Saturday, July 3, 2010

Maira Kalman at the Contemporary Jewish Museum

Woman with Face Net. Courtesy of the artist and Julie Saul Gallery, New York.

I had to admit that I drew a blank when the press release from the CJM landed in my in-box - Maira Kalman? Who was she? Well, it turns out that I knew her work through my love of children's books but I was unaware of the scope of her talent - from the whimsical and ironically astute covers and drawings for The New Yorker, to her blog at the NY Times, "And the Pursuit of Happiness,"  to her books for children. Kalman¹s art appears everywhere in the foreground of today¹s visual culture, illuminating contemporary life with joy and humor, intelligence and insights, curlicues and question marks. Viewing this show was a great way to deal with the horrific stress of moving my mother to a retirement facility and getting her house ready for sale. What made this show even more delightful was the chance to meet the artist. I was part of the second-sting group of journalists, those of us who write for the "alternate" publications. There were several very young journalists, some apparently still in high school and then there was me, many many years out of high school. We were a nervous and awkward lot (well, me anyway) but she could not have been nicer or more generous with her time and I found myself wishing for a one-on-one conversation.

Among her books for children are such classics as ""What Pete Ate, A-Z" and "Swami on Rye," full of her visual puns and delightful illustrations. Her books for adults showcase the same mind-bending wit, inventive typography and colorful, faux-naif illustrations. The exhibit presents many of her books, including the Illustrated "Elements of Style."

Who but Kalman could come up with such funny and yet profound texts and illustrations to what is sometimes a daunting style book. "Wondering irresolutely what to do next, the clock struck twelve, " and "be obscure clearly" are just two of her delightful visual puns.  She also invented (if that's the right word), an opera for the "Elements of Style", to be performed on "eggbeaters, Rolodex, clattering tea cups. saucers, bells, slinkys and jars of buttons."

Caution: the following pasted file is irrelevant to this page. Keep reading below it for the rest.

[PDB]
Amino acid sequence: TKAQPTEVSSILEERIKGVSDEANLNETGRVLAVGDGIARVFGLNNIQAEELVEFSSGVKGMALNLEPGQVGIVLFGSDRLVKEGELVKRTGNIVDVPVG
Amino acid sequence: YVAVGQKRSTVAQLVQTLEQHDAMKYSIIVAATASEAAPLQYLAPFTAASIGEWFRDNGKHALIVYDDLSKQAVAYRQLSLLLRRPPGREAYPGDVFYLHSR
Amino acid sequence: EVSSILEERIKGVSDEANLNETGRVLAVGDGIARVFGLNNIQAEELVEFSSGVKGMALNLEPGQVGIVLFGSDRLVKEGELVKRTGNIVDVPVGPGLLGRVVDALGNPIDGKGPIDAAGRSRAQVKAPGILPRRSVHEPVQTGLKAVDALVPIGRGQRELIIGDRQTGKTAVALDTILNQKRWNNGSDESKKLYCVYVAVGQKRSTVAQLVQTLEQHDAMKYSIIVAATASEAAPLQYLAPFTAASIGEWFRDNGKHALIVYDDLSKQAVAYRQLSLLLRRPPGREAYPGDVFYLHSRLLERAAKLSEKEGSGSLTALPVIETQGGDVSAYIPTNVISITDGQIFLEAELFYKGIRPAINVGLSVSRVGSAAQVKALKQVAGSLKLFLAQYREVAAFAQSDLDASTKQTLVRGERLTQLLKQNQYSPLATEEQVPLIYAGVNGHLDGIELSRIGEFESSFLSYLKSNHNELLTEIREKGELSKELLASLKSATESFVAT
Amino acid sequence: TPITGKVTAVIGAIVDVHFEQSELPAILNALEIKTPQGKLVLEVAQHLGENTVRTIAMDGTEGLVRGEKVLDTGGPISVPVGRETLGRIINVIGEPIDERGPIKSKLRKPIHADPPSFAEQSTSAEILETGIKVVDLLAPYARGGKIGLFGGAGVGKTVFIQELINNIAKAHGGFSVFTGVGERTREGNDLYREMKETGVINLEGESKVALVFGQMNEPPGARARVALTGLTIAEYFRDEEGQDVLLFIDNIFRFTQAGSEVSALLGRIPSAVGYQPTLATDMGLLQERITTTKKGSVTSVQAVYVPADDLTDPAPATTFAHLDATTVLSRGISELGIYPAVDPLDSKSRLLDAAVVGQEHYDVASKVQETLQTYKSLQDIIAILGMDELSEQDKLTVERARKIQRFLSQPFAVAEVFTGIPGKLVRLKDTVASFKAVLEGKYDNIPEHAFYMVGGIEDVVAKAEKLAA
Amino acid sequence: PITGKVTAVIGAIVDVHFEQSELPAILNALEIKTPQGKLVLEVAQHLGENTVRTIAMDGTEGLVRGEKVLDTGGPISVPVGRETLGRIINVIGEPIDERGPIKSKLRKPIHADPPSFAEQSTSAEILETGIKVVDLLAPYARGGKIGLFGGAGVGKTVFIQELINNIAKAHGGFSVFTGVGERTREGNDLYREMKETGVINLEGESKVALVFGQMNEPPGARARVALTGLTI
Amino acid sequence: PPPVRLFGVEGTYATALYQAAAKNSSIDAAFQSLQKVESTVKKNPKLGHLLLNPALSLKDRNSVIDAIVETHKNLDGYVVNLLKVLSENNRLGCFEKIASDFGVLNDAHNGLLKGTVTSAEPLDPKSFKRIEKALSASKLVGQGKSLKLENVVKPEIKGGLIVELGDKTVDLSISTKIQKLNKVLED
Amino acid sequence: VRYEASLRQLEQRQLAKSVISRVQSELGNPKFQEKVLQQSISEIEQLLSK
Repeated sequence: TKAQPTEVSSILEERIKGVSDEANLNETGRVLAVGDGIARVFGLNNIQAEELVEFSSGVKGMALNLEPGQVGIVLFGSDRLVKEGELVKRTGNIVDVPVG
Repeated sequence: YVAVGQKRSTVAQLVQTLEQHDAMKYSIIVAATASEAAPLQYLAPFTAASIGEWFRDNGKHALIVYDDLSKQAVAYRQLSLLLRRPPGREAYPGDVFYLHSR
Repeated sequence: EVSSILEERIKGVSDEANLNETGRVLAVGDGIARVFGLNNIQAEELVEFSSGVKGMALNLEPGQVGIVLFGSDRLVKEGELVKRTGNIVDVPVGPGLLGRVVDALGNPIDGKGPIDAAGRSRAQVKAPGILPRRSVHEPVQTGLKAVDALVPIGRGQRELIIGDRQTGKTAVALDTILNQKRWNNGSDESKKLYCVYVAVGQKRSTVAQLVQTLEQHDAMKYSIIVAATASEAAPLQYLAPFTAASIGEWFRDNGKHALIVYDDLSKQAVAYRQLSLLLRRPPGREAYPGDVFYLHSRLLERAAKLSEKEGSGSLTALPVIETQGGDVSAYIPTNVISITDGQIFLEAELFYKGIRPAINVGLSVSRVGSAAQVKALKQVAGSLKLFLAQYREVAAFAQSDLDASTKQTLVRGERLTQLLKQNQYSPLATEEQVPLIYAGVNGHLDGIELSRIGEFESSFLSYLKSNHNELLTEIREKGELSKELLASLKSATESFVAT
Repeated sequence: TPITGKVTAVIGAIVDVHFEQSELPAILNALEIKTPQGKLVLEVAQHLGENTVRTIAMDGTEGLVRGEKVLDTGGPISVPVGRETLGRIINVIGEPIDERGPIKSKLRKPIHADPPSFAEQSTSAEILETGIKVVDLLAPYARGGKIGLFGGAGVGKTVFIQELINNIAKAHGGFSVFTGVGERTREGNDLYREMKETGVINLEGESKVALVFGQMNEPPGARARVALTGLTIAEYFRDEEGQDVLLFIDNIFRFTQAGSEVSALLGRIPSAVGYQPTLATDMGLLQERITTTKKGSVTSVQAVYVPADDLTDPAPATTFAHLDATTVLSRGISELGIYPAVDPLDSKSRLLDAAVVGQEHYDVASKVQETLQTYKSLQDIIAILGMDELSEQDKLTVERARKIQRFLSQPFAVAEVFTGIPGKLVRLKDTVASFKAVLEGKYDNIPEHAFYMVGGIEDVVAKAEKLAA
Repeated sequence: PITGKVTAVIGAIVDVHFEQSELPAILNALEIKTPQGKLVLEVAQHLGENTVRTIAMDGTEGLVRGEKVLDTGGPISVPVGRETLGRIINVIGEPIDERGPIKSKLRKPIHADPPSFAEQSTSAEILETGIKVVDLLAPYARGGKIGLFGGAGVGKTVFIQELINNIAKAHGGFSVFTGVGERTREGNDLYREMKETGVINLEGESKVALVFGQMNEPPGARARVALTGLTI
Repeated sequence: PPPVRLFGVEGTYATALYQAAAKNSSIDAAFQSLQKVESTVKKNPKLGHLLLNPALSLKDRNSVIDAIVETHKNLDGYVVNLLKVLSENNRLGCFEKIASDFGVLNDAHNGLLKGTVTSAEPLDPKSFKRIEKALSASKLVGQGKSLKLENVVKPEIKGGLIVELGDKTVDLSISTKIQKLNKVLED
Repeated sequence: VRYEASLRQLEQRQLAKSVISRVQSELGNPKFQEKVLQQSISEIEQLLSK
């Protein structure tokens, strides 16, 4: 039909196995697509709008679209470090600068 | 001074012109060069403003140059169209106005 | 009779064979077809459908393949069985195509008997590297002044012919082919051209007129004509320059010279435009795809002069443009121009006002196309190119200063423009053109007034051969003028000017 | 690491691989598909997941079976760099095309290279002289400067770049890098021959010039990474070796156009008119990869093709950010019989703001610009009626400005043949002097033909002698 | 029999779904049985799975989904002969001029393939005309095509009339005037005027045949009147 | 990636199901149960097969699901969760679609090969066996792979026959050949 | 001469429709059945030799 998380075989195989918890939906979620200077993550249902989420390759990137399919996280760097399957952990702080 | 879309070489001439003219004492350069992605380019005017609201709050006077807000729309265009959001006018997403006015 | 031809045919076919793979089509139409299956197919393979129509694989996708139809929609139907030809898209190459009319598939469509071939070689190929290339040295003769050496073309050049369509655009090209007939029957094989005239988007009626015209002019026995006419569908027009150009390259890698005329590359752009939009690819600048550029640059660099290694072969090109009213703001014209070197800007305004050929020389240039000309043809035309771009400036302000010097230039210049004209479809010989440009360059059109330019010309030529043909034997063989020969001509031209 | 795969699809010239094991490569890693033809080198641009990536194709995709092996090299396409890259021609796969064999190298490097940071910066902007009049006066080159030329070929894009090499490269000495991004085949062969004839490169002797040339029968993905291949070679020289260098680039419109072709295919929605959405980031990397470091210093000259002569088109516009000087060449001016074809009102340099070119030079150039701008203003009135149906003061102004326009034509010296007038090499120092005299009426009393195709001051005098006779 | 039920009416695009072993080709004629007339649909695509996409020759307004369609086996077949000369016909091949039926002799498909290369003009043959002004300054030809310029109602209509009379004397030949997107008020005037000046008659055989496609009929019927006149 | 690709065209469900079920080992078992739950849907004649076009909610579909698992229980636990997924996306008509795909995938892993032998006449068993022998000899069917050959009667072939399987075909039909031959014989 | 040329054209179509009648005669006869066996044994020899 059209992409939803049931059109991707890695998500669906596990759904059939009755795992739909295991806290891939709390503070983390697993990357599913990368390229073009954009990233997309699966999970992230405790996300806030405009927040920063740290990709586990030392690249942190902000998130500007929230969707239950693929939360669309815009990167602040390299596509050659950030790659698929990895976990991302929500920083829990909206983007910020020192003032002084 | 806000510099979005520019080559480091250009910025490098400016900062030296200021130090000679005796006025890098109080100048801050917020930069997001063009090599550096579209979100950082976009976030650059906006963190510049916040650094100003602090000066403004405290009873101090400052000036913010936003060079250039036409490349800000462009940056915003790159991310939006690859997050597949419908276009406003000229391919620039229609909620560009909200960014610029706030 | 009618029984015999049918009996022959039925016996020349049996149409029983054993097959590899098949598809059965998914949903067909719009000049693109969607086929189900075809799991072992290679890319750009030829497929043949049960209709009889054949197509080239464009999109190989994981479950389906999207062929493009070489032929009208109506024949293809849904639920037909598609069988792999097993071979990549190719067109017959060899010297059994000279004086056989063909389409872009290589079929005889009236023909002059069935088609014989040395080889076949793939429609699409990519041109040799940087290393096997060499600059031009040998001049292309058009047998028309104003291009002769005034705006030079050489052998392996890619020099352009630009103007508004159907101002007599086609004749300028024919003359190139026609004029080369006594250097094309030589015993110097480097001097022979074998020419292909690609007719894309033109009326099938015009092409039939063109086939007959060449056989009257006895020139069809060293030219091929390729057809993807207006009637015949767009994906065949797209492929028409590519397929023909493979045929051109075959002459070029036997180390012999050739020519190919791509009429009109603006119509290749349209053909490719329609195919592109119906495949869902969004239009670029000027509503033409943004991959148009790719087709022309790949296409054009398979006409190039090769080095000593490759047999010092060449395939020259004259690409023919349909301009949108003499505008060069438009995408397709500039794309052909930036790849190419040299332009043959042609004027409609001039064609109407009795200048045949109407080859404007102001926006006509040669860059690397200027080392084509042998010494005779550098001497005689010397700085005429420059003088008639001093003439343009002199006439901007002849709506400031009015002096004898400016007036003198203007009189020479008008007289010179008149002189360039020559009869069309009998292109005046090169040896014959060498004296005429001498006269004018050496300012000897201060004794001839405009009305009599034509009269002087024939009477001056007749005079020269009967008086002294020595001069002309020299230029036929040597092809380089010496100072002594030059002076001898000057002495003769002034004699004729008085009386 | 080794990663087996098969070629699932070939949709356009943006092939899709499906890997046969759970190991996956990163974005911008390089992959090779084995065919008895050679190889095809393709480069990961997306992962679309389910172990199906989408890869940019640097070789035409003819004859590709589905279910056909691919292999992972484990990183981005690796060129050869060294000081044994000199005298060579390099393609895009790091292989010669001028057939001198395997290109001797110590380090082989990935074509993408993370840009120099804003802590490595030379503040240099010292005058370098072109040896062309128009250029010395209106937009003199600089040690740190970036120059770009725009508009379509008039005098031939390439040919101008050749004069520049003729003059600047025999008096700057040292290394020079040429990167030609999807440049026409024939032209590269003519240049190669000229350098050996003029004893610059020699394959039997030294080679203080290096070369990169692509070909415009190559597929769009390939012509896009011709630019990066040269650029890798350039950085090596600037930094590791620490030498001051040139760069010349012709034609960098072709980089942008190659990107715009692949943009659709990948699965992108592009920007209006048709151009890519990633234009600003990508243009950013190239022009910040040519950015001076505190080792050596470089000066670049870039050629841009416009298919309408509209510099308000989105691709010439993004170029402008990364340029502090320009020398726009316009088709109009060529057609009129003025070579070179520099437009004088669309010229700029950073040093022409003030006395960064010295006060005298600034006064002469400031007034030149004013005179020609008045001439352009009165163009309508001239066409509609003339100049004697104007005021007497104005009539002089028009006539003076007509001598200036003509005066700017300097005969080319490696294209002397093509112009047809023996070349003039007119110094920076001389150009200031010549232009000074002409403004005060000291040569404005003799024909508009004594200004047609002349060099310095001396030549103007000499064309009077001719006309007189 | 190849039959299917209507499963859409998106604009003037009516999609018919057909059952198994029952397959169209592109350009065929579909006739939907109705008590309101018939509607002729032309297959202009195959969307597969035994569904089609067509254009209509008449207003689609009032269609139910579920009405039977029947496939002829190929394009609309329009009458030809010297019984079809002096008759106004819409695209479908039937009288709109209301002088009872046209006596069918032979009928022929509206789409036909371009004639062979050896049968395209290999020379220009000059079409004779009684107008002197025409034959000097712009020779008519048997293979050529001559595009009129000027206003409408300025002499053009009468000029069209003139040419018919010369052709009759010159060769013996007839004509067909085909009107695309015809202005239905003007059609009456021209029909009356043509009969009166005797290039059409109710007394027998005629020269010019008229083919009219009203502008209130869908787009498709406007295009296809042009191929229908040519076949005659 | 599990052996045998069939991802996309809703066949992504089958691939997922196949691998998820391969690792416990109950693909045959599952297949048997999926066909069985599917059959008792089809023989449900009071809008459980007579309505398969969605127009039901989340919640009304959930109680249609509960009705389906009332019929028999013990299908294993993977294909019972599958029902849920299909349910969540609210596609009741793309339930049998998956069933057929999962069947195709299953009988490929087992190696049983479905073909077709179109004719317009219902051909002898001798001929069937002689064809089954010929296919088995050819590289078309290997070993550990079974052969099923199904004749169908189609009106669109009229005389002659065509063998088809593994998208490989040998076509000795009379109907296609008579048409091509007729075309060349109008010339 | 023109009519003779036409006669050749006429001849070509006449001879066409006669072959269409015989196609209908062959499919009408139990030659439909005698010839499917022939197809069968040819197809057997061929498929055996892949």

Dog Reads Book, 1999. gouache on paper 17 1/4 x 13 1/2 inches  Courtesy of the artist and Julie Saul Gallery, New York.
Born in Tel Aviv but living in New York since the age of four, Kalman comes across as the best type of New Yorker - witty, astute, and bubbling over with ideas. She speaks of her work as a form of journalism. She knew early that she wanted to be a writer and started keeping journals at the age of 18, but the form of what type of writing evolved more slowly. Now, hers is a daily discipline of creativity based on photography, travel, research, walking, talking, and open observation. She loves distraction and has several projects going at once, reaching constantly into her own "Cabinet of Curiosities" for inspiration. Abundant depictions of fashion, food, art, and architecture represent life’s great pleasures. At the same time, rubber bands, pieces of moss, bobby pins, and snacks stake claims for smaller forms of satisfaction.

 New York, Grand Central Station, 1999, gouache and ink on paper .15 3/8 x 22 1/4 inches
Courtesy of the artist and Julie Saul Gallery, New York.

The exhibition features a selection of original works on paper that span 30 years of illustration for publication. Also on view are less widely seen works in photography, embroidery, textiles, and performance. As a context for this survey, Kalman has created a special installation, furnishing the gallery with chairs, ladders, and “many tables of many things,” drawn from her collections and indicative of how she sees the world both inside and outside the studio.

Maira Kalman and Rick Meyerowitz. New Yorkistan, 2001. gouache and pencil on paper
20 x 14 3/4 inches. Collection of Erica and Eric Schwartz

“People of all ages are immediately drawn into the whimsy, fun and intelligence of Kalman’s work,” says Connie Wolf, Executive Director of the CJM. “Kalman is a delightfully original commentator on contemporary American society, and she inspires us to open up the way in which we see the world. The exhibition and the unique programs we are planning are an invitation to come experience Kalman’s mad passion for the everyday and to make you look at art, culture and life from a new perspective.” If I had one critique to make of the show, it would be of the endless repeats of a small video showing her learning to play the accordion - the song is delightful but maybe it should not be on endless repeat?

Maira Kalman: Various Illuminations (of a Crazy World): Works on paper, books and ephemera. Through Oct. 26. Contemporary Jewish Museum, 736 Mission St., S.F. (415) 655-7800.

1 comment:

Zoomie said...

Aaaahhh, welcome back! I'm sure it was a labor of love to get your Mom settled in a new place. Must feel good to have that behind you! Charming work - I may have to come in to see that myself!